The First Session – 4/8/10

Once the stars were in their proper places in February, Betty Lou and I set out to begin scanning the hundreds of photos from which we would choose.  We decided the scanning needed to be done here.  Neither of us could face the responsibility of taking peoples’ precious life images and send them to the publisher not having them returned for two years or more.  So, I bought a handy-dandy portable scanner we could take into peoples’ homes, scan the photos and never remove them from their possession.  For those of you who are equipment geeks, it’s a CanoScan LIDE100.  Only$60 and it turns faded, tiny, hundred year old pictures into the 30 MB images the publisher wants.

It took a while and some very helpful communications from the folks at Canon for me to scan to their satisfaction.  At last, we were ready and decided to practice on Betty Lou’s extensive collection.  In case I messed up, it would be easy to go back to her photos.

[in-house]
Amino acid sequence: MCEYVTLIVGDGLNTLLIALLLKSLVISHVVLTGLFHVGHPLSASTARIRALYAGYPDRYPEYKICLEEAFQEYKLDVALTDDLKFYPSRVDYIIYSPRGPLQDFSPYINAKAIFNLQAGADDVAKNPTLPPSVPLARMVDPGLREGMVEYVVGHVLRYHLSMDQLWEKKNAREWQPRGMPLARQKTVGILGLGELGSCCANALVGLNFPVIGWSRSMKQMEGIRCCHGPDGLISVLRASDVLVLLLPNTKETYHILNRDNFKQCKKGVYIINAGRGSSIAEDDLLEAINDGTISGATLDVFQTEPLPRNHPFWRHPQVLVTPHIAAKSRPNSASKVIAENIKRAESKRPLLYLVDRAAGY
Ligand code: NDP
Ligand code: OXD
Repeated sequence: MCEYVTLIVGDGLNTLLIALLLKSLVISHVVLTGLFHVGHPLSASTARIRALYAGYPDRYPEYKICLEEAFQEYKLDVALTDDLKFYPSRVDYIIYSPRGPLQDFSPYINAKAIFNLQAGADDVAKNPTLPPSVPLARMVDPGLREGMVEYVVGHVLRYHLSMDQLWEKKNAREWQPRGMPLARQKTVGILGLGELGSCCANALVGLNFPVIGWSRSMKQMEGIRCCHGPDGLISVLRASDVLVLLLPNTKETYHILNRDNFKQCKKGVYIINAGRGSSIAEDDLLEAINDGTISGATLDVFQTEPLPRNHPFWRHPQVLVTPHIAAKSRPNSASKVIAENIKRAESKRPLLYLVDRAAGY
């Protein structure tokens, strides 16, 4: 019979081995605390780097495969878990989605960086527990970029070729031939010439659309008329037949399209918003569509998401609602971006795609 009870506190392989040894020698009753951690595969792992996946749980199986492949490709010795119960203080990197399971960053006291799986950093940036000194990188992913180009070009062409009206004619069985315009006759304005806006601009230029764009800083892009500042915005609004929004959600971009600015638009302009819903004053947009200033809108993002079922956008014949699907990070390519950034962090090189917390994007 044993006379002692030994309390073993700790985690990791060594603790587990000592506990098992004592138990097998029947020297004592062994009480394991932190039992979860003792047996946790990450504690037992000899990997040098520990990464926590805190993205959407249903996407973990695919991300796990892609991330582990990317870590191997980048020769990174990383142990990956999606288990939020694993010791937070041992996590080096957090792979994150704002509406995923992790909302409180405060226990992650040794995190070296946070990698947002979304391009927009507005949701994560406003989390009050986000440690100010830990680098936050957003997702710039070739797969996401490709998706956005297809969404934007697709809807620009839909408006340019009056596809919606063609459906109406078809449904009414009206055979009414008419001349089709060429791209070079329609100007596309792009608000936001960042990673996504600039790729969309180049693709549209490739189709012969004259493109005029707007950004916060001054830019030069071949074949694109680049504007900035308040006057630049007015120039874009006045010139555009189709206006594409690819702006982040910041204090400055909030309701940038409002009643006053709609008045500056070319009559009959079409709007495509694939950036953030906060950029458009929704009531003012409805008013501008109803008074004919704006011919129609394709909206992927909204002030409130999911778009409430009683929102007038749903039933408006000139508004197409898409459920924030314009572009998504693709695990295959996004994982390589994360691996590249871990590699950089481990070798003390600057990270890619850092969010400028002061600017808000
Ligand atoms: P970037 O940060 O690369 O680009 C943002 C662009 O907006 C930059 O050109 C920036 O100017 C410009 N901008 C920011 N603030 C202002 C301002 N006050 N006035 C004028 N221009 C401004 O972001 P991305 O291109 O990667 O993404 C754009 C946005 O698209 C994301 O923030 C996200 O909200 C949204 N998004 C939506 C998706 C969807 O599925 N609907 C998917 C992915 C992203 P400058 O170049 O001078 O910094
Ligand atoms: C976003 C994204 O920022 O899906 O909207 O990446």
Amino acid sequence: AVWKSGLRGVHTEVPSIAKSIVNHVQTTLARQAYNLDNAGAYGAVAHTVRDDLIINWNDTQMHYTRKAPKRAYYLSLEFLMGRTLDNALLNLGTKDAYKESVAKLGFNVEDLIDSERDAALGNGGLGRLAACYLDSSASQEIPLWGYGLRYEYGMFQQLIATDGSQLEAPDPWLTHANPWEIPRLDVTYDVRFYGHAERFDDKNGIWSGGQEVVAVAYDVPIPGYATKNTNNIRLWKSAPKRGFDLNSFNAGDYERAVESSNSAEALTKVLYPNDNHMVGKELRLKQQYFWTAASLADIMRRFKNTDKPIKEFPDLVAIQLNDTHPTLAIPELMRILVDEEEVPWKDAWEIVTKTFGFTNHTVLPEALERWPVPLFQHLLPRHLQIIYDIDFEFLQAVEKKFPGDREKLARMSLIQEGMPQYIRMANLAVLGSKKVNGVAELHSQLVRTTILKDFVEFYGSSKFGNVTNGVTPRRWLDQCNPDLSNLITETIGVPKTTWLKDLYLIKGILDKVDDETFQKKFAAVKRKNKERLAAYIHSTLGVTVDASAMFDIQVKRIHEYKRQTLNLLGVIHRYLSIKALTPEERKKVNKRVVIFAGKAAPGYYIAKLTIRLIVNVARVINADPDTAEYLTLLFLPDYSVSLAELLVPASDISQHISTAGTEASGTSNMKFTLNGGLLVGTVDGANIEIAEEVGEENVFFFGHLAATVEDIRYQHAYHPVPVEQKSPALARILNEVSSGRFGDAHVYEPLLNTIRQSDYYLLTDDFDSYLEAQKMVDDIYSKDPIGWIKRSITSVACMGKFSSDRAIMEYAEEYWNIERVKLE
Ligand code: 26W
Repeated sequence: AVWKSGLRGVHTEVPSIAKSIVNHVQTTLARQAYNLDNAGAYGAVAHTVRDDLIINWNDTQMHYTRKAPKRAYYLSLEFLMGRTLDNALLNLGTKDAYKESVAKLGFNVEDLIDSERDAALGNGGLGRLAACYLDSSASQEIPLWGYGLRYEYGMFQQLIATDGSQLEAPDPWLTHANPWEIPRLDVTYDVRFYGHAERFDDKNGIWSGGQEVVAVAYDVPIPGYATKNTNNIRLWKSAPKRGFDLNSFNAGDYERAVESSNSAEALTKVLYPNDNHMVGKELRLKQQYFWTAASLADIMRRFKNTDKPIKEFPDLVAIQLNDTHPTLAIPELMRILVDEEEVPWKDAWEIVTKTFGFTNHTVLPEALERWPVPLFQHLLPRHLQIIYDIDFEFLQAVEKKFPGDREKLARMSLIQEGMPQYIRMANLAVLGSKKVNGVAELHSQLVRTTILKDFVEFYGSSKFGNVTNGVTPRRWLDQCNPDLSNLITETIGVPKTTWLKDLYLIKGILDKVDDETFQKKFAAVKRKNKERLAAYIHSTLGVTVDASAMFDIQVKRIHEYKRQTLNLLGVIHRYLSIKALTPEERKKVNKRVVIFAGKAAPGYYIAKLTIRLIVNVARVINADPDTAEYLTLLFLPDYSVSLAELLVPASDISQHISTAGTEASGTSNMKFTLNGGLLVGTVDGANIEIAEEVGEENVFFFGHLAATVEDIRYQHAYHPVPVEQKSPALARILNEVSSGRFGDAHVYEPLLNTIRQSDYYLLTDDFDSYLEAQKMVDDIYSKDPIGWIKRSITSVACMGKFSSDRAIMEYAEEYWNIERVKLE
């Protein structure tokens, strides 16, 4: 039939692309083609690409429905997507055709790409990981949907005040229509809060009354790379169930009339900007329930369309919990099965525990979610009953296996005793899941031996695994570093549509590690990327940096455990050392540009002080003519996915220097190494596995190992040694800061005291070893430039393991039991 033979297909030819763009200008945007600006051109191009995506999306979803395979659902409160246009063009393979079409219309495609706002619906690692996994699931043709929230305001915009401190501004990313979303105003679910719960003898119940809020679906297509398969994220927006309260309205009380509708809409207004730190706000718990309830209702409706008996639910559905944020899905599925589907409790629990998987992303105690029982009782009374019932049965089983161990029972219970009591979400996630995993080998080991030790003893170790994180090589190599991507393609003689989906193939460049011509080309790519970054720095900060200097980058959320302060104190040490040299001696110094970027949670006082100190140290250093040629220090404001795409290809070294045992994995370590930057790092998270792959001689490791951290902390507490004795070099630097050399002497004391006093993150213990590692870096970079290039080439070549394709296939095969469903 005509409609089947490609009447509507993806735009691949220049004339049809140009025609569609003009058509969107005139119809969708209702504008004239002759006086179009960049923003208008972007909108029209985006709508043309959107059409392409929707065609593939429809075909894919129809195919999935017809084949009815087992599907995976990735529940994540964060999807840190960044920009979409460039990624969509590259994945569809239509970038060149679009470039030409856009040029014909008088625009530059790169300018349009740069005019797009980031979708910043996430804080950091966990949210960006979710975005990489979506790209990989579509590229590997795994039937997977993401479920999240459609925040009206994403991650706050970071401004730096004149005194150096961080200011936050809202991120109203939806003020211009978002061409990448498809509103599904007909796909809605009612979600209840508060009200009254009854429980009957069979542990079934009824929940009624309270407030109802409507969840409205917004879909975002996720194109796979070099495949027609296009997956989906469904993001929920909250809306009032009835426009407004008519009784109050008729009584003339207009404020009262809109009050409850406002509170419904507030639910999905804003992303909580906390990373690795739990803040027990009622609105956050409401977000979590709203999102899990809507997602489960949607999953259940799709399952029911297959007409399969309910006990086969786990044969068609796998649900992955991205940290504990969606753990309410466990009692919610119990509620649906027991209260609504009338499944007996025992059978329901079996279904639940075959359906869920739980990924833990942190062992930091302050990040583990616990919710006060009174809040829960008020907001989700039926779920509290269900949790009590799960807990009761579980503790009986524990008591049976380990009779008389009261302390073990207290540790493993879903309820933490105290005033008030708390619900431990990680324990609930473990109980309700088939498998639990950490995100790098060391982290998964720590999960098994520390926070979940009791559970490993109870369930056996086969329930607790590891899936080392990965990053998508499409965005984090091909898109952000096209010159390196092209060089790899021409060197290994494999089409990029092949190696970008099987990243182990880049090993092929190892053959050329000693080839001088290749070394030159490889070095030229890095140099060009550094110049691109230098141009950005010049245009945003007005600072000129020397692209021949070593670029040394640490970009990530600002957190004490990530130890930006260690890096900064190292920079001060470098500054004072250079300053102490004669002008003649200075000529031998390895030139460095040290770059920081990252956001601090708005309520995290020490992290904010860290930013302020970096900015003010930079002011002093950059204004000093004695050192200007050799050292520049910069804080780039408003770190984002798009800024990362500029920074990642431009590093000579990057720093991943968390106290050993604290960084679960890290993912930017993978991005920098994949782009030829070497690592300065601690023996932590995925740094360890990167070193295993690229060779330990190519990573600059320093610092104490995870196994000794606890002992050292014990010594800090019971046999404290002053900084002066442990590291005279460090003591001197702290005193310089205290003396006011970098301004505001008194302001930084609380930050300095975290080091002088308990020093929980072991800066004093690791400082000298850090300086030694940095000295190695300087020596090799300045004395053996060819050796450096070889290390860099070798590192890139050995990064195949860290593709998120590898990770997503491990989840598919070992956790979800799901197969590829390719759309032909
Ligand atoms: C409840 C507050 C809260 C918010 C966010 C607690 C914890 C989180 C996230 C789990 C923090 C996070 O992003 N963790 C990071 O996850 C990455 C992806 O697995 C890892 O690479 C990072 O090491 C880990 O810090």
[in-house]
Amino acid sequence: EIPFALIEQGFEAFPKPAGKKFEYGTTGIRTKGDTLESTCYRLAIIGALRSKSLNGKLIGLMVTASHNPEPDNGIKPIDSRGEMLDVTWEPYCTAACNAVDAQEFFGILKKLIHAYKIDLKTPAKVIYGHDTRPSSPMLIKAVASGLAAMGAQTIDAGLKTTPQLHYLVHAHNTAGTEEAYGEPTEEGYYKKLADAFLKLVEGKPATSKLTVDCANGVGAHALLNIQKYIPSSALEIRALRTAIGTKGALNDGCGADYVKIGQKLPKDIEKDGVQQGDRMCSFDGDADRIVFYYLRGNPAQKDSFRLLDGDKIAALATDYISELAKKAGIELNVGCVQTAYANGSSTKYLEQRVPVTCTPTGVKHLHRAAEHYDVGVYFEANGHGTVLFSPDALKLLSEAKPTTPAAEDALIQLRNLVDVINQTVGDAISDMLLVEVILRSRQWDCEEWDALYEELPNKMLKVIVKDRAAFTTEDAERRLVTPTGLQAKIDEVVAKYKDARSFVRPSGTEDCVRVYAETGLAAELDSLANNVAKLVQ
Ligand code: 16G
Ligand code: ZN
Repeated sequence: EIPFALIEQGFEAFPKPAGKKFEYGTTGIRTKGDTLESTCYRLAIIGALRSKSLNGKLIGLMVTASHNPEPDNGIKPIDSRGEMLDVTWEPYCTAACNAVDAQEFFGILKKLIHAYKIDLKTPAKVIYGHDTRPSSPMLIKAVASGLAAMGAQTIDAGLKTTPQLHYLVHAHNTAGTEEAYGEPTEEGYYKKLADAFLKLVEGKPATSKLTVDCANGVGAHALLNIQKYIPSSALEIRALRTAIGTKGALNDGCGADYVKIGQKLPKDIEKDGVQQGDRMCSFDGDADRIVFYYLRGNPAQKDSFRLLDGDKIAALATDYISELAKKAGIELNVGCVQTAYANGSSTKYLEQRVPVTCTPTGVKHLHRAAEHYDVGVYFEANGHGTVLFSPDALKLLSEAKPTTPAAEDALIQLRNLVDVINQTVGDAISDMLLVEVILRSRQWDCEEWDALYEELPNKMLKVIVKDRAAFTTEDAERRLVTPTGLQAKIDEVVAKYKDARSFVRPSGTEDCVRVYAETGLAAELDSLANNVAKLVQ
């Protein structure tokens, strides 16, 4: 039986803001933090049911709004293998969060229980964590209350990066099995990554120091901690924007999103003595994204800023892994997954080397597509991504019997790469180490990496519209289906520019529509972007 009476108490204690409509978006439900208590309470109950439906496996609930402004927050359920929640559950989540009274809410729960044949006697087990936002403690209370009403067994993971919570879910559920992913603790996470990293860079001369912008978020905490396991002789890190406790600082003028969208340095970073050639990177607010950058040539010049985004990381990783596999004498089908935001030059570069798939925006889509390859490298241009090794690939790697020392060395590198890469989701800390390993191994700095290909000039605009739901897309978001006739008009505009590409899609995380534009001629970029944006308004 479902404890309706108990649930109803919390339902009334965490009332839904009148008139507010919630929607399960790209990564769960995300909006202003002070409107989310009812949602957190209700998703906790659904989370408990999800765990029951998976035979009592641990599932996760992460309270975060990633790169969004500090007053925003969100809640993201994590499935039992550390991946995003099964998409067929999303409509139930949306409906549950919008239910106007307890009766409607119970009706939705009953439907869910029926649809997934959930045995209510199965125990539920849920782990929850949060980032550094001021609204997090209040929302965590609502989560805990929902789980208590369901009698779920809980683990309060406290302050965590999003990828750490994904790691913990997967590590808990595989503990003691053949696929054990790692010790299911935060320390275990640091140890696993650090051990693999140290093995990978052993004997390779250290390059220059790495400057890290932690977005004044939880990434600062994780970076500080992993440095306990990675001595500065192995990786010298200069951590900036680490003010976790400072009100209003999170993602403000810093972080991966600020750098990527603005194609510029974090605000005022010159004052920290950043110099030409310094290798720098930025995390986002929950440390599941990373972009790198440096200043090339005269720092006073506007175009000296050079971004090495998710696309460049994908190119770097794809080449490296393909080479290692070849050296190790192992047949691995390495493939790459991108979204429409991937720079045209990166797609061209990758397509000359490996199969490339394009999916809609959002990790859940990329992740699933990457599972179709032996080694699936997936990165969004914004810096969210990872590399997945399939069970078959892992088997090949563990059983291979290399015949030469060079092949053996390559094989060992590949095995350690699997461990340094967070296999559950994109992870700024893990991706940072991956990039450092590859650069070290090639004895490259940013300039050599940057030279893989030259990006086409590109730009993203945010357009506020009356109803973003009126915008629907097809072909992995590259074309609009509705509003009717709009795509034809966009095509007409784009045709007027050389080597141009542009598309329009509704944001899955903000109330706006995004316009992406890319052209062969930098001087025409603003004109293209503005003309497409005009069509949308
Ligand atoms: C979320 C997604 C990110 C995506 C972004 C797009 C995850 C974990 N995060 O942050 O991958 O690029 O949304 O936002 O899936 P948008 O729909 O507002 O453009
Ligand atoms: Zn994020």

Betty Lou’s hundreds of photos and postcards are well organized and collected in scrapbooks and files.  She’s been at this for decades and learned one of the cardinal rules of collecting photos — write the names of the people, the location and date on the back of the photo.  You may remember who they are but guaranteed, most of our photos will outlive us.

We set up in Betty Lou’s comfortable kitchen and I began to get the rhythm.  I scanned and Betty Lou chatted about what was in the photos.  I scanned more than 40 photos that day.  Among them were a stagecoach that brought passengers from the railroad stop into the hotels in town in the 1870s, a mini golf course in the 1920s on the main corner that was the extensive Van Rensselaer estate and is now a 24-hour Sheetz, and a portrait of Rosa Suit for whom Berkeley Castle was built.

One of our favorites was this one of McCaffrey’s goat.  I loved one of the town police standing proudly over a huge pile of rat corpses in the street sometime in the 1950s.  I thought it might make a great cover.  Betty Lou wanted it nowhere in the book.  We’ll see how it turns out but one thing is for sure — I’ll use it somewhere.

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